Local sustainability-minded brand Wear Earthero launches two signature capsules this month with a focus on bringing new life to vintage designer goods, and upcycling locally sourced deadstock fabrics into wearable art.
Wear Earthero (pronounced “Earth-hero”) is a subsidiary of Earthero Project, an eco-community with a focus on providing sustainable services and education to schools and corporations. This year, the group launched two capsules to promote local artistic talent, and to bring more awareness to sustainability and heritage.
About the brand
Founder Bertha Shum explains, “I never planned to start a clothing line, but, while writing and reading more about sustainability, I often come across various concepts about how polluting and environmentally unfriendly the fashion industry is. That’s when I started thinking about upcycling deadstock fabrics locally.
“By chance, really, I came across this Facebook post a friend shared about a huge sale on deadstock fabric. I decided to pay a visit to Sham Shui Po to check it out. Chatting with the owner, I found out that it’s very common for fabric sellers to have just a few yards or scraps of fabric left after designers purchased enough. Often, those fabrics are hard to sell as it’s not scalable. The leftover will usually be disposed.”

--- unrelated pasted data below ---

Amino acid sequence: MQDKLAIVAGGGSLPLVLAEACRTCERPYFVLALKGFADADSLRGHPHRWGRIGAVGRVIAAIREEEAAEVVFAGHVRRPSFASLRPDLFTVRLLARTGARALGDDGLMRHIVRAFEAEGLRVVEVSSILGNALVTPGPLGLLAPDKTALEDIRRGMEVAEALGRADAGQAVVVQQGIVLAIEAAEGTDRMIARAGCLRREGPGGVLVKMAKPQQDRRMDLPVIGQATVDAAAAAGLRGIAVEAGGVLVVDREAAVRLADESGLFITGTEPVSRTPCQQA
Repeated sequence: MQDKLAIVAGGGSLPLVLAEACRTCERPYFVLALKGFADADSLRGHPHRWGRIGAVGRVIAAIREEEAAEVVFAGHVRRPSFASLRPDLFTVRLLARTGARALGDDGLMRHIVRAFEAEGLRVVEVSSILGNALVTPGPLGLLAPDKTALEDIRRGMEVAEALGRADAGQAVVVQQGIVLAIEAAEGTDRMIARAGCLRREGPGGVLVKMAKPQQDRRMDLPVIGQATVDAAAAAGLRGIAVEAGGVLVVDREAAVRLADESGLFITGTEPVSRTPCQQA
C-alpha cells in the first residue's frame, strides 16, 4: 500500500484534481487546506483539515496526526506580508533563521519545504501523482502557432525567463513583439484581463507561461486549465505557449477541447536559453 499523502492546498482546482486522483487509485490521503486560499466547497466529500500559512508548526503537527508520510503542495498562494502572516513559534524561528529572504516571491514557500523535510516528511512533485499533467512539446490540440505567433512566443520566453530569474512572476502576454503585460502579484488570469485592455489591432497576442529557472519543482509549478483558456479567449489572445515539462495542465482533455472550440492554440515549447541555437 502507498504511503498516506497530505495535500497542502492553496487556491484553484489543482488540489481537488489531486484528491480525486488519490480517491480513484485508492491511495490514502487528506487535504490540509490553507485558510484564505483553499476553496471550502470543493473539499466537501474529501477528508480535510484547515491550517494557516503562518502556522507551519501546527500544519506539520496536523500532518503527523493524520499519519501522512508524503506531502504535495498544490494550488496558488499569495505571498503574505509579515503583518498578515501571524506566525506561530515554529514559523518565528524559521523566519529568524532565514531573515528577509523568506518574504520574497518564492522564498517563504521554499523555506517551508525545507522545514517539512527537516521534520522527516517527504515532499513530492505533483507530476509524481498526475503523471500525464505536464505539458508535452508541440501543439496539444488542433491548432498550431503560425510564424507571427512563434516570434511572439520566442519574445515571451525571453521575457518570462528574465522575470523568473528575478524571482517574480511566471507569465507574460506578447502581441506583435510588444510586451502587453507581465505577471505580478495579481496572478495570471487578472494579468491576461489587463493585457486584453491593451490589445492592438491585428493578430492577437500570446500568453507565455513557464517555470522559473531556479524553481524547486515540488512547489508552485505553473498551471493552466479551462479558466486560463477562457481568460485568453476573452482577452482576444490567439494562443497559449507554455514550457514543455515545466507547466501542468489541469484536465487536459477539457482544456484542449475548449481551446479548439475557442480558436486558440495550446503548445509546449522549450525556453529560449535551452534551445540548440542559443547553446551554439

Working intimately with a team of seamstresses in a small studio in Sham Shui Po, Shum designs each piece of her collection in small matches, creating illustrations, patterns and labels using silkscreen printing to reduce their carbon footprint as much as possible. This process ensures that there’s minimal waste, and that all pieces are indeed, limited edition.
Their second, “Wear Earthero Art-isan Collective”, was a platform that gathered young artists in the city to express their interpretations of local culture and conscious living. Each artist was given a piece of deadstock fabric to paint on; the pieces were then assembled by the seamstresses in Sham Shui Po into stylish kimono jackets to be auctioned off with a respective NFT.
Bids ended in mid-January with all jackets successfully auctioned off. A portion of each sale was donated to charities J Life Foundation and Green Sense.
Learn more about Wear Earthero here.